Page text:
This video involves two of my favorite hitting tools the batting tee and the dropped balls. This drill is only for advanced hitters, as it is not easy, especially at first, as you will see here. I use this drill to help hitters when they are in a situation where they are looking out over the plate for the pitch but have to adjust inside. This is often necessary with a two-strike count, when hitters are usually and correctly taught, to look away and adjust inside. Additionally, this drill is good for learning to adjust on a breaking pitch that appears to be up and away but darts inside at the last second. Hitting the inside ball in this situation is easier said than done, even with the ball sitting on a batting tee, not to mention the necessity of a good, compact swing to hit the dropped ball. For this drill, coaches set a batting tee on the inside corner of home plate, approximately two feet in front of the hitter. When dropping balls, coaches stand off to the side, while setting the ball no higher than the batter's eye level and only drop balls after the stride foot lands. Of course, coaches should never lower their hand into the swing path after releasing the ball and should make sure they do not flip the ball up instead of dropping it. Flipping balls up, even slightly, are much easier to hit and defeat the purpose of the dropped ball drill.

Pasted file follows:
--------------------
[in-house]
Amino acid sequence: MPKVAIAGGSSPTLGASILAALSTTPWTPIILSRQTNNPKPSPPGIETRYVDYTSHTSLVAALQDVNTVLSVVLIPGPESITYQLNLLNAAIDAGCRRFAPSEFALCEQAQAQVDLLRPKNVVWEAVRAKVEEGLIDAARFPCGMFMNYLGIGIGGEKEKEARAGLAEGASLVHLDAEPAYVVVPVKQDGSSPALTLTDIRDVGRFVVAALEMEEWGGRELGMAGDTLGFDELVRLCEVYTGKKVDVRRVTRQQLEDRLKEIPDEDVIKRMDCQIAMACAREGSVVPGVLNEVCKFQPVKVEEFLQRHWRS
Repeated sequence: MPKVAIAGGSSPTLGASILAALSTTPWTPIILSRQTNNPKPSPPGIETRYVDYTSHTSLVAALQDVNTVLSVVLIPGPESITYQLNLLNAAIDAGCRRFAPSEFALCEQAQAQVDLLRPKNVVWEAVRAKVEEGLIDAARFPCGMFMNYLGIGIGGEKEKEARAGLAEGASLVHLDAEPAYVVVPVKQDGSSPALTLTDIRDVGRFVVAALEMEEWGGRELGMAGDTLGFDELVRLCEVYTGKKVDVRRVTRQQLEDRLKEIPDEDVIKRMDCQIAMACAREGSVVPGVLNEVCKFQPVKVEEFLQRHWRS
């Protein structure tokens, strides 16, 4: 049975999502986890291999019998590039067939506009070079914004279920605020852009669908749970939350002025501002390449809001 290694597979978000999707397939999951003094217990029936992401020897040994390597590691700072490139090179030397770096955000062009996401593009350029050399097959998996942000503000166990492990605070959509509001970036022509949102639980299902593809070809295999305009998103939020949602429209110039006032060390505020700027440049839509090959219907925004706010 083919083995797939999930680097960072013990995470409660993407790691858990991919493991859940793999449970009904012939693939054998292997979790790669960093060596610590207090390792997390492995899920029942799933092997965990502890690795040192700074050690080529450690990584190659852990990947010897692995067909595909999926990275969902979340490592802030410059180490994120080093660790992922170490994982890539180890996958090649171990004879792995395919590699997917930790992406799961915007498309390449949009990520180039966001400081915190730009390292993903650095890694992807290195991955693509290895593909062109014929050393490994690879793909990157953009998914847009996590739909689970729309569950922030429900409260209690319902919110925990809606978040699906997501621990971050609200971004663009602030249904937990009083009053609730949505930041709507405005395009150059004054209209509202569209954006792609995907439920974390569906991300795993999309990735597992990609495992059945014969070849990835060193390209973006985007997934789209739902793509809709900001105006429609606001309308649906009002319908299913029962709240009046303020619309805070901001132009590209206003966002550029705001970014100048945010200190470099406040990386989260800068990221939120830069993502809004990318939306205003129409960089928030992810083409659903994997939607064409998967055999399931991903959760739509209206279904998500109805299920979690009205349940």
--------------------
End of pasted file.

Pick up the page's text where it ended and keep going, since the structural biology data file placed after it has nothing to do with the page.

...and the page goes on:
With this drill, coaches drop the ball or hold on to it. When the ball is not dropped, hitters immediately swing at the inside pitch (see also chin music), located on the batting tee. Hitters must expect the ball to be dropped if they are to hit it, but turn on the inside tee pitch, when it is not dropped. As mentioned, this is a good way of helping hitters with two strikes to be able to cover the whole plate and for hitting breaking balls in on the hands. Finally, this drill helps hitters understand that covering the whole plate, even though it is only seventeen inches wide, is not that easily done, especially when expecting a different pitch location.
After playing major league baseball, Jack Perconte has taught baseball and softball since 1988 and offered valuable coaching training too. He has helped numerous youth players reach their potential, as well as having helped parents and coaches navigate their way through the challenging world of youth sports. Jack is one of the leading authorities in the areas of youth baseball training and coaching training advice.All Jack Perconte articles are used with copyright permission.
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